The stress and inflammatory responses to burn injury are associated with bone loss. The stress response entails production of large amounts of endogenous glucocorticoids that decrease osteoblasts on the mineralization surface of bone and decreases differentiation of marrow stromal cells into osteoblasts, thereby decreasing the amount of bone formation. Deficiency of osteoblasts also blocks osteoclastogenesis thus leading to low bone turnover and bone loss. The inflammatory response generates cytokines such as interleukin 1-beta and interleukin-6, which normally increase osteoclastogenic bone resorption via stimulation of osteoblast production of RANK ligand. However, in the absence of osteoblasts as a target we postulate that they attack the parathyroid gland chief cells and up-regulate the calcium-sensing receptor. The consequence of this upregulation is the lowering of the circulating calcium necessary to suppress parathyroid hormone production and the development of hypocalcemia and urinary calcium wasting. It is the parathyroid hormone suppression that causes us to postulate acute deficiency of 1,25-dihydroxyvitamin D and the consequence of this for post-burn metabolism could include derepression of the gene that controls renin production, leading to elevated levels of angiotensin II, which can contribute to insulin resistance, as can vitamin D deficiency itself .Moreover, the skin from burned patients cannot synthesize vitamin D normally. Thus vitamin D supplementation is the only means by which to ensure vitamin D sufficiency for burn victims. The proper requirement for vitamin D in acutely burned patients remains unknown.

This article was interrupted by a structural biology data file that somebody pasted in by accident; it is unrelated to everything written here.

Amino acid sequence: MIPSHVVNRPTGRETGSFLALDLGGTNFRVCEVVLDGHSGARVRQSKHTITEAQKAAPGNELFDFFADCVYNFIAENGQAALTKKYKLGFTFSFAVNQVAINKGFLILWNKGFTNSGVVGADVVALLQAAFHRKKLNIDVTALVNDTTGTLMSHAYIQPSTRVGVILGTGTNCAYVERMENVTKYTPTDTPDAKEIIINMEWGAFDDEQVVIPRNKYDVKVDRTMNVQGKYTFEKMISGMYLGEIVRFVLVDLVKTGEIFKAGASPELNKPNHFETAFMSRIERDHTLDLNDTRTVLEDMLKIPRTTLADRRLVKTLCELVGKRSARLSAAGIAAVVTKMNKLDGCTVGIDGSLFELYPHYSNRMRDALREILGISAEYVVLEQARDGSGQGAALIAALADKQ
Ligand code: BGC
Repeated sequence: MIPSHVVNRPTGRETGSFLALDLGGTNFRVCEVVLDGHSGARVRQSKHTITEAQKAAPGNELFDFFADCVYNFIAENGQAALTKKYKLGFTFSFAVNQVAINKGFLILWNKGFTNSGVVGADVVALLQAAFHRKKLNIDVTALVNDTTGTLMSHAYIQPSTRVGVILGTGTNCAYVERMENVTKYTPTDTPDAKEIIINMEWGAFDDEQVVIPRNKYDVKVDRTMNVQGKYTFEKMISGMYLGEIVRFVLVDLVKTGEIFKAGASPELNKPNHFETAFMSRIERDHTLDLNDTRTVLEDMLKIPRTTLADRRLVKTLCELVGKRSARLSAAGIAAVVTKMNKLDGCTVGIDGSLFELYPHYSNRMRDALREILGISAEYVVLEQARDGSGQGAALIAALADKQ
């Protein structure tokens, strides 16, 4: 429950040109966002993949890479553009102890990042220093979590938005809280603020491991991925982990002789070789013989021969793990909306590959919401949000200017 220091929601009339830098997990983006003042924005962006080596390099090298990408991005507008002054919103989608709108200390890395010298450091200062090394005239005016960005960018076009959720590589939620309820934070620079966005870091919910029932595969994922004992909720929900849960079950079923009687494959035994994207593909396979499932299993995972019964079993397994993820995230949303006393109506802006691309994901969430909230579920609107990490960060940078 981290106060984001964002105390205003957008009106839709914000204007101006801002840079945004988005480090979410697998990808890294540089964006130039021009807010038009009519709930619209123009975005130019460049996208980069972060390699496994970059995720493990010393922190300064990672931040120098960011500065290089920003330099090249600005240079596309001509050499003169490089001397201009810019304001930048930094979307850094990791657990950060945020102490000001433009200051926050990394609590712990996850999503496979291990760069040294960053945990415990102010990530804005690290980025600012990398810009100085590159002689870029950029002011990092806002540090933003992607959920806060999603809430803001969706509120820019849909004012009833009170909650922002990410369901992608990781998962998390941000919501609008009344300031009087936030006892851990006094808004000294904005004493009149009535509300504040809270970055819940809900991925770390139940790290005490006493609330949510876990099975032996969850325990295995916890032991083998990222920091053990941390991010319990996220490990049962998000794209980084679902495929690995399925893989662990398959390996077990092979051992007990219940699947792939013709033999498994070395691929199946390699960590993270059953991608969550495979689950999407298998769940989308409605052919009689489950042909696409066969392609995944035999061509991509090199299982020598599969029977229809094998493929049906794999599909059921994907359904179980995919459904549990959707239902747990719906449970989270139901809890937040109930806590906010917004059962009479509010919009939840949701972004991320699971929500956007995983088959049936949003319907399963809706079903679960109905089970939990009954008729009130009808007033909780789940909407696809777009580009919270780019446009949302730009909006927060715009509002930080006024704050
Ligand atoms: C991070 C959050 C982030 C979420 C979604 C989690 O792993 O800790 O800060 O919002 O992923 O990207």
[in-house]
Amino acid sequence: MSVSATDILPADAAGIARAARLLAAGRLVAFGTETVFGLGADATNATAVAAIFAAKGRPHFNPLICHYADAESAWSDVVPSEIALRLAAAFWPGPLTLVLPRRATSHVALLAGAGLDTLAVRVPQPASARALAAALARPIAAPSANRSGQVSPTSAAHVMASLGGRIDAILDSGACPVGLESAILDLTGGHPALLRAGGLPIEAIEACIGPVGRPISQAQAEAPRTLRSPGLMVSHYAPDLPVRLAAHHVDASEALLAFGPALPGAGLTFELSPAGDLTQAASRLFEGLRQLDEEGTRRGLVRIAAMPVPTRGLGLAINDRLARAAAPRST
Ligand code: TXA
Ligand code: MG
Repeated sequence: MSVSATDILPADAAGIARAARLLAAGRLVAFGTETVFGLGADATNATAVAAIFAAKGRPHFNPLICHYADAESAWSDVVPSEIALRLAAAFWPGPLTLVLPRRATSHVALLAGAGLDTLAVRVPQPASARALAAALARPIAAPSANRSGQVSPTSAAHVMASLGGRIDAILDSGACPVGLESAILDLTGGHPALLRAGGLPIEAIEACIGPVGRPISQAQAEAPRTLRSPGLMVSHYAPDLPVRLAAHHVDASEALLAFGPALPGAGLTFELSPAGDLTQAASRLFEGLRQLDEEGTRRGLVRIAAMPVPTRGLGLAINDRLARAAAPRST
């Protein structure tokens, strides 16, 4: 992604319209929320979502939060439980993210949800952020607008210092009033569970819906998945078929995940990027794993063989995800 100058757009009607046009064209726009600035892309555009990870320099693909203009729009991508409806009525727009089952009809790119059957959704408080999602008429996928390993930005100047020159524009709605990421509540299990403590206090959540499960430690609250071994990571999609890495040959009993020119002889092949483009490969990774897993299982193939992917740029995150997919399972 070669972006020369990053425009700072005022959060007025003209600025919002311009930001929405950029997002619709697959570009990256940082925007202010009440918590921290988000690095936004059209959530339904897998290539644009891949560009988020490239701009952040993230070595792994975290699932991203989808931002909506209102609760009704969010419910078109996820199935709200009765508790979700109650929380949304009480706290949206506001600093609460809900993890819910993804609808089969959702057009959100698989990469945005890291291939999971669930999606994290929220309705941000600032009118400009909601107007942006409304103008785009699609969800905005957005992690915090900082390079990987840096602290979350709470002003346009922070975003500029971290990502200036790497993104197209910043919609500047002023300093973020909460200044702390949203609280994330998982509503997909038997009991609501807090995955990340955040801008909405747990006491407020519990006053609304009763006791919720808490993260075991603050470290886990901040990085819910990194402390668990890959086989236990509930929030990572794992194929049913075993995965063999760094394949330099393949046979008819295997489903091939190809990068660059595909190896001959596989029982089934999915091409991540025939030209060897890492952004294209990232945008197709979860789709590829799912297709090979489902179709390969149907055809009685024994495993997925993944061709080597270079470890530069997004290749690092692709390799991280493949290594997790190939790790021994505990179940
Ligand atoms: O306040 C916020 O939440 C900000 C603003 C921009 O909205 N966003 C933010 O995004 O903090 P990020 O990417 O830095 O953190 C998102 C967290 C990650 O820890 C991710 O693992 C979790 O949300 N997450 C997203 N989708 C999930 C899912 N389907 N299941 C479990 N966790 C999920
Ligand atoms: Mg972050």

Keywords: Burn Injury, Vitamin D Metabolism, inflammatory, endogenous glucocorticoids, osteoblasts, cytokines, RANK ligand, hypocalcemia, angiotensin II
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